The principle involved is that an application for a patent cannot be broadened by amendment to embrace an invention not disclosed in the application as filed, when "adverse rights of the public have intervened", Coats Loaders & Stackers, Inc. v. Henderson, 233 F.2d 915, 922 (6th Cir. 1956). This is commonly called the Muncie Gear doctrine. Muncie Gear Works v. Outboard Marine & Manufacturing Co., 315 U.S. 759, 62 S.Ct. 865, 86 L.Ed. 1171 (1942). In that case, the Court held invalid four claims of a patent because there had been a prior "public use, or sale, of the device which they (were) claimed to cover, more than two years before the first disclosure thereof". 315 U.S. at 768, 62 S.Ct. 865 at 869.2


As the district court recognized, a two-pronged test is necessary to determine whether a patent is invalid for late claiming. The first is to determine "whether or not the amendments made to each patent application broadened the patent so that it covered additional inventions, i. e., contained new matter". 363 F.Supp. 1309. A mere "clarification" or "refinement" of the original claim does not add new matter. Monroe Auto v. Heckethorn Mfg. & Sup. Co., 332 F.2d 406 (6th Cir. 1964). We have held that new matter is not added where "the added subject matter is something that might be fairly deduced from the original application". Acme Highway Products Corp. v. D. S. Brown Co., 431 F.2d 1074, 1080 (6th Cir. 1970). If new matter has not been added, the filing date of the original application is controlling on the question of prior public use under Section 102(b). 35 U.S.C. § 120.


The second prong of the test is whether the amendments constituted the first disclosure of the devices which had been on sale for more than a year , e. g., the series 1100 hinge here. The introduction of new matter is not itself prohibited where the rights of the public have not intervened. The question is "was the invention which is now claimed disclosed in the original application, or was it not disclosed until the amendment . . . ?" Dunlop Company Limited v. Kelsey Hayes Company, 364 F.Supp. 1094 (E.D.Mich.1972) affirmed 484 F.2d 407 (6th Cir. 1973) quoting Coats Loaders & Stackers, supra.

The '124 patent:


It is claimed by Cardinal that the amendment to the '124 patent did not disclose new matter, but merely clarified what had already been disclosed in the original, relying on Monroe Auto, supra. Cardinal's argument is that the plunger, revealed in the drawings and specifications to the first application, is a type of pressure member, and therefore that the concept of pressure member was disclosed by the original. Hence, claims Cardinal, the term "pressure member" in the amendment was not new, and the pressure member used in the 1100 hinge was already disclosed by the first application. The district court rejected this reasoning, and concluded that the drawing of a plunger which was "admittedly a pressure member", was insufficient to disclose the concept of using any kind of pressure member. Thus, the court found that the amendment added new matter. The district court's finding regarding new matter is a finding of fact to which we apply the clearly erroneous test. Acme, supra; Ajem Laboratories, Inc. v. C. M. Ladd Co., 424 F.2d 1124 (6th Cir. 1970). We conclude that the district court employed the proper scope of inquiry in making this determination, Acme, supra, and that his finding is not clearly erroneous.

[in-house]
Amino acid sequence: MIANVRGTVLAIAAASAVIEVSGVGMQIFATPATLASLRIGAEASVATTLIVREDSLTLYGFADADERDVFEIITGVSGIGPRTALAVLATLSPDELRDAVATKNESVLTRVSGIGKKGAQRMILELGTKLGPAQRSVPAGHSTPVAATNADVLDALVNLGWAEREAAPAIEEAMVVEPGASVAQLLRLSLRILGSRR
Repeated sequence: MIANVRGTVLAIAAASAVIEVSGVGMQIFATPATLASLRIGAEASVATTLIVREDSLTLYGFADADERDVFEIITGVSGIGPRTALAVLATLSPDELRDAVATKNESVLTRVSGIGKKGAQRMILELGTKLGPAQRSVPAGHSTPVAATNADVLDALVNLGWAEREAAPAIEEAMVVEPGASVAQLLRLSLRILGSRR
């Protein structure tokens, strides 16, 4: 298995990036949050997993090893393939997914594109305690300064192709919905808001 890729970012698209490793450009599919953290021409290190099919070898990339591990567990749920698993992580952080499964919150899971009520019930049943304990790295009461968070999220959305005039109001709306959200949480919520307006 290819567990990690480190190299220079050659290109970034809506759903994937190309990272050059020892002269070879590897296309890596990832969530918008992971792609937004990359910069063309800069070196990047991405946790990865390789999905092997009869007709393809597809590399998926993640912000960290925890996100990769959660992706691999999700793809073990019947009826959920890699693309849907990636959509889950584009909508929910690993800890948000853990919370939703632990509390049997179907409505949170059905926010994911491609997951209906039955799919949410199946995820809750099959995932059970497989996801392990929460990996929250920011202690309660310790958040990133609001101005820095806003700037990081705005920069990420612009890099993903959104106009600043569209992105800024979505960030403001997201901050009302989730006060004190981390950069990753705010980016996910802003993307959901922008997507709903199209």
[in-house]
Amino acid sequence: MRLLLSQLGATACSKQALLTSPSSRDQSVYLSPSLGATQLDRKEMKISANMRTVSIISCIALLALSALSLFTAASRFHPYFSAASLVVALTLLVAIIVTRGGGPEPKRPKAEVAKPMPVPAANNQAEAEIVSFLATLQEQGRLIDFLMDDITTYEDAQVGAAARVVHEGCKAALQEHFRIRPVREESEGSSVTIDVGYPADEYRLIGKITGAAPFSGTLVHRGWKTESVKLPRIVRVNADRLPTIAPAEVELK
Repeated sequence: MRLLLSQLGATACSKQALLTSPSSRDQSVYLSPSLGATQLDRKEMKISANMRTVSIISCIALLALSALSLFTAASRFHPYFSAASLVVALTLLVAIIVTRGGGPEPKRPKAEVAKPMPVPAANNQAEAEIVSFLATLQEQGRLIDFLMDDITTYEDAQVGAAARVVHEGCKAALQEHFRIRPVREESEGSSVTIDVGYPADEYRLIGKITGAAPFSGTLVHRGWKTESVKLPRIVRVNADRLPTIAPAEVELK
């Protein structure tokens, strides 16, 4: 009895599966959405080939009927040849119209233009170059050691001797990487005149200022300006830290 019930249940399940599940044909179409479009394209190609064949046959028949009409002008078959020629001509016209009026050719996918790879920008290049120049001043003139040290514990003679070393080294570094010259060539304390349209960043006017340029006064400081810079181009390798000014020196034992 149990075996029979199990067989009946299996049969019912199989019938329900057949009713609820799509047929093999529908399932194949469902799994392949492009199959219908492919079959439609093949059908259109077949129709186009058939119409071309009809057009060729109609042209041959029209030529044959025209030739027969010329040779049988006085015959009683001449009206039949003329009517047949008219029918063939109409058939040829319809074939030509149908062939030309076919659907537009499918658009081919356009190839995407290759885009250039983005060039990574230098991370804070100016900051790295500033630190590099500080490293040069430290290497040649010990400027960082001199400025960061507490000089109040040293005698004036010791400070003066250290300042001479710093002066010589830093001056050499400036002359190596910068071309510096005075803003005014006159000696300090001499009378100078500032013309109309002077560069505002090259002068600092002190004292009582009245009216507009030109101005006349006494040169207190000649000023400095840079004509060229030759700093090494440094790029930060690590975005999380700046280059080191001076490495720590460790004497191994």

Judge Freeman also concluded that the pressure member utilized in the 1100 hinge was not a "plunger", and hence was not disclosed by the original application. This finding is supported by the evidence and is not clearly erroneous. Because the 1100 hinge had been on sale since February of 1963, and the amendment describing the "pressure member" was not filed until July 7, 1964, the court correctly concluded that claim 4 of the '124 patent covered a device which had been "on sale" more than one year "prior to the first disclosure thereof". Muncie Gear, supra, 35 U.S.C. § 102(b). The claim was, therefore, invalid for late claiming.

The '532 patent:


Rejecting Cardinal's argument that one form of a "spring means" (the spring rod) necessarily reveals the entire concept, the district court found that the amendment to the '532 patent "broadened the patent and disclosed new matter for the first time". 363 F.Supp. at 1311. The court stated:


"The term 'spring rod' or 'spring rod means' disclosed a rod type of spring and would cover any type of rod spring, as testified to by defendants' expert, Mr. Fischer. But the term 'spring means' would cover coil springs, leaf springs and rod springs. Thus . . . the court finds that the amendment incorporated new matter into the patent."


This finding is not clearly erroneous, Acme, supra.